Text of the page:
Columns, Opinion

WILSHERE: A revisit to the past

Either a glutton for punishment or worse, attention, I sometimes find myself reaching out to people I’ve resolved to be finished with. I can’t say this decision is entirely unmotivated. I’m unsure if I do this out of boredom or out of what I now consider “research” for my column. Either way, I’ve harbored a habit that doesn’t always bode well for me. I found myself in an interesting predicament last weekend when I was motivated to reach out to an ex. It was 2 a.m. in Prague, which meant 8 p.m. in Boston. I messaged him, as one does early in the morning, mostly to see if he would respond.

If there were a scale of bad decisions weighed by the possible destruction of the action, this one would tip the scale. Recently, we seemed indifferent to each other, keeping to an interesting communal sense of passivity. One look at our short sentenced responses and you’d wonder if communication were akin to golfing with the lowest number of words used winning the game of passivity. Thanks to the weird way we failed to end anything, we destroyed the scene of the crime, making it nearly impossible for any investigator to find any reminiscences of sentiments one showed toward each other.

The six-hour time difference made for an interesting Friday night conversation. Surprisingly, it took about only 20 minutes of slightly painful small talk before we found ourselves back in the throes of our typical banter. We had a pun-off, his submissions being rooted in a deep love for history, mine rooted in a general love for words. There was a familiarity, a recognition almost, of a feeling that I thought had been lost a long time ago. A rush of feelings was brought back to me, both of excitement and fear, uncertainty and spontaneity. The scariest part of the interaction was how easily I had forgotten everything that happened between us − his coldness, his inability to communicate properly and a shared history starting in my freshman year.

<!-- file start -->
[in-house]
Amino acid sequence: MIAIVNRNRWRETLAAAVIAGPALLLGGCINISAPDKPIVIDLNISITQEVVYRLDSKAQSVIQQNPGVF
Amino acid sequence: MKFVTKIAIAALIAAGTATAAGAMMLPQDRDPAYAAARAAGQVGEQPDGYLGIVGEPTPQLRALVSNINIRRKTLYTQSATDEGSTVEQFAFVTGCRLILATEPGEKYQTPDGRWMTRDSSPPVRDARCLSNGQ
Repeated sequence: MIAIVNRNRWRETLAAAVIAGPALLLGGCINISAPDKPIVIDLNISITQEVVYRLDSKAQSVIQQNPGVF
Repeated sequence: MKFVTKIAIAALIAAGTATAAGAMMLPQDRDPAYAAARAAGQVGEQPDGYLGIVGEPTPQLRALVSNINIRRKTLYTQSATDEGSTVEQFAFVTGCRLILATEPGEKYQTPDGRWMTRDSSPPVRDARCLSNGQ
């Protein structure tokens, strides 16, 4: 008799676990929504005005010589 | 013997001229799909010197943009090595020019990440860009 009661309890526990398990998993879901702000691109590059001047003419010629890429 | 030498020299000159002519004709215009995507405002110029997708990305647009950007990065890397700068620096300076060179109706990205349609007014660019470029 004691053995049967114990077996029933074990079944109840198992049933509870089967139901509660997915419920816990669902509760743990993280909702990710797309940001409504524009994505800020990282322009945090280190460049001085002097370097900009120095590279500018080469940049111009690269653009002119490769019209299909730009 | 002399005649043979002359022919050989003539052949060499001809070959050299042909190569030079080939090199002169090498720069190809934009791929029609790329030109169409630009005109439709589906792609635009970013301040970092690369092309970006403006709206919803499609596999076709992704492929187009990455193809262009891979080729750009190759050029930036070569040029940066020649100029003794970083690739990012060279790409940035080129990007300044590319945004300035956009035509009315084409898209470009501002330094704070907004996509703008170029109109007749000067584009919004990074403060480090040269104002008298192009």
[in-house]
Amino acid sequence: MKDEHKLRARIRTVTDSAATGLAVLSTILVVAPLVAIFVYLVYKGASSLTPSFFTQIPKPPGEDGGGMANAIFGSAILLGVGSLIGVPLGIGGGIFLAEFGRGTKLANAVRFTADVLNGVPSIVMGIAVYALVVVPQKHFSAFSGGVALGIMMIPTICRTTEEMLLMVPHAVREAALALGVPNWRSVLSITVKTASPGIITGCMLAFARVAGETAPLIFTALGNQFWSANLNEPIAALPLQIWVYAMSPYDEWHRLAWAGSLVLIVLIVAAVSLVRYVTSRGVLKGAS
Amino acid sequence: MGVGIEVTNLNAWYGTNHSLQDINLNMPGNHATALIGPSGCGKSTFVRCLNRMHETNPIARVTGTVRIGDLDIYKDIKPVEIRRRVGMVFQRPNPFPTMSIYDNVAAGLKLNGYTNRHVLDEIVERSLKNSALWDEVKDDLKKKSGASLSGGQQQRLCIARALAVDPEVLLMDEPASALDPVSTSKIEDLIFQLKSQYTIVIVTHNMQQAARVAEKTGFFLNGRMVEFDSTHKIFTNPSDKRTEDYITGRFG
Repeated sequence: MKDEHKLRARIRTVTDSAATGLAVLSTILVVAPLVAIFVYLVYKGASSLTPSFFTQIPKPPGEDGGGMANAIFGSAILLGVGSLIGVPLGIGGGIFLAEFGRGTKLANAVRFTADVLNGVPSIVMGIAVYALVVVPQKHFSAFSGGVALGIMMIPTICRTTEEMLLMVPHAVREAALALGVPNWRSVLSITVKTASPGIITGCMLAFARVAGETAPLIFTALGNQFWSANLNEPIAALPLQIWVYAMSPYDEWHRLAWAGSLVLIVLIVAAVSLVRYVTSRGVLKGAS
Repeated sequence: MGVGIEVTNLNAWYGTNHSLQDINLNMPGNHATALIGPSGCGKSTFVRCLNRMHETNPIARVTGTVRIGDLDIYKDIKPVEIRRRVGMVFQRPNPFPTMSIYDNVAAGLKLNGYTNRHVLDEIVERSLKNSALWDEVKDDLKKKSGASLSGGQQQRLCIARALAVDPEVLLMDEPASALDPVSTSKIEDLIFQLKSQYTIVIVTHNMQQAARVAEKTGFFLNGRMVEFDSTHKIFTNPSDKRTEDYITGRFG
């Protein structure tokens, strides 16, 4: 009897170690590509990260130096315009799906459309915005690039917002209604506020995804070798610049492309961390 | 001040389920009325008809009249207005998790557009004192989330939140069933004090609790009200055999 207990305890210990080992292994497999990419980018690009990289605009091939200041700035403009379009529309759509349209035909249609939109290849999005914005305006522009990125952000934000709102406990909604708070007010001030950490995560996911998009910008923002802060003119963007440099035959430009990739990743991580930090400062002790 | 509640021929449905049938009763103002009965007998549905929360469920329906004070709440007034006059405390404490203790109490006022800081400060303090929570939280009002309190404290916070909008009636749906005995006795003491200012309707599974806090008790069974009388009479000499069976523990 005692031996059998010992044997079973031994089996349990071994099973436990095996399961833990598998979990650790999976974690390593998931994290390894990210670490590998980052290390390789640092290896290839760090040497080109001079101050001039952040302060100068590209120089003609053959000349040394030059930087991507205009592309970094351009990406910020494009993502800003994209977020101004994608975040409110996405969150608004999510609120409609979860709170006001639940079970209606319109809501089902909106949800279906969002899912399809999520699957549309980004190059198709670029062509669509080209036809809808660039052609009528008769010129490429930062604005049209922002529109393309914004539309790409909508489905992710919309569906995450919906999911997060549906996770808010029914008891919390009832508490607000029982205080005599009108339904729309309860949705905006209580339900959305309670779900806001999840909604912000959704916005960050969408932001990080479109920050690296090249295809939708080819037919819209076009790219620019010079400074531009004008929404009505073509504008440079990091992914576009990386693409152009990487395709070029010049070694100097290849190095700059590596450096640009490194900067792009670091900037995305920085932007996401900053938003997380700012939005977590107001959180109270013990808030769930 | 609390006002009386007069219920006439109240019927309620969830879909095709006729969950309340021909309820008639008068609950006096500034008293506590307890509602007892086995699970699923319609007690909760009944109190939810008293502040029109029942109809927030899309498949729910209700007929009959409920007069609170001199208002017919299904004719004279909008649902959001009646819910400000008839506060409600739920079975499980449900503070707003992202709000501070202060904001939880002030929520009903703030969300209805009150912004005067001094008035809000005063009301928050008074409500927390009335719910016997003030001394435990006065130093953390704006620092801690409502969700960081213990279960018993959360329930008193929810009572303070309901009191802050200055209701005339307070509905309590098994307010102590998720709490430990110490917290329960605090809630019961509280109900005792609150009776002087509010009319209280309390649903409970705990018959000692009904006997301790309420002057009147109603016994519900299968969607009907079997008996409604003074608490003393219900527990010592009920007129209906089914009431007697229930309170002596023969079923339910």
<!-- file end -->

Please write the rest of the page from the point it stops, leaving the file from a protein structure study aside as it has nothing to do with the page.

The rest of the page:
Somehow I avoided the burning question on my fingertips, “What happened to us?” It lingered there anyway, hiding behind every pun, waiting to surface behind every inside joke, every nod to our shared past. I always find myself with the same conundrum, knowing the right questions to ask to relieve the anxiety and curiosity within me, but never mustering the strength to ask those questions. There is neither forward nor backward advancement if I never press them for answers. I don’t believe the gravity of the situation will settle in because I’m abroad. That’s the artificiality of abroad that lingers behind every choice made, every day passed. There’s a pretense that this situation is permanent, and I will go on living in London forever. At some point, however, I must return the United States. At some point, I might see him again. Which is to say this: there is a danger of keeping things in the limbo where they stand right now.

One author who visited our class recently described revisiting a memory as pulling on a thread so the events unravel before your eyes. Revisiting personal history is much like pulling at the veins of our relationships. When we pull, we must be prepared for everything that follows — the good and the bad, the embarrassment and the laughter, the lingering feelings and the shared hurt. Which is to say this: when it comes to unresolved history, one should know the costs of engaging in it. Knowing the 1,000 ways you can hurt someone, perhaps because you’ve done some of them, can be dangerous information. On the other hand, engaging with someone who knows the 1,000 ways to hurt you can be equally as damaging.

Leaving those feelings in a sort of limbo, keeping those avenues of communication open, come with the lingering cost of uncertainty. By having a history with someone, you acknowledge, to some extent, the hurt that occurred between the two of you. Maybe you reconcile, maybe you resolve to leave the past behind. Either way, some form of closure is necessary only for the purpose of relieving those burning internal questions.

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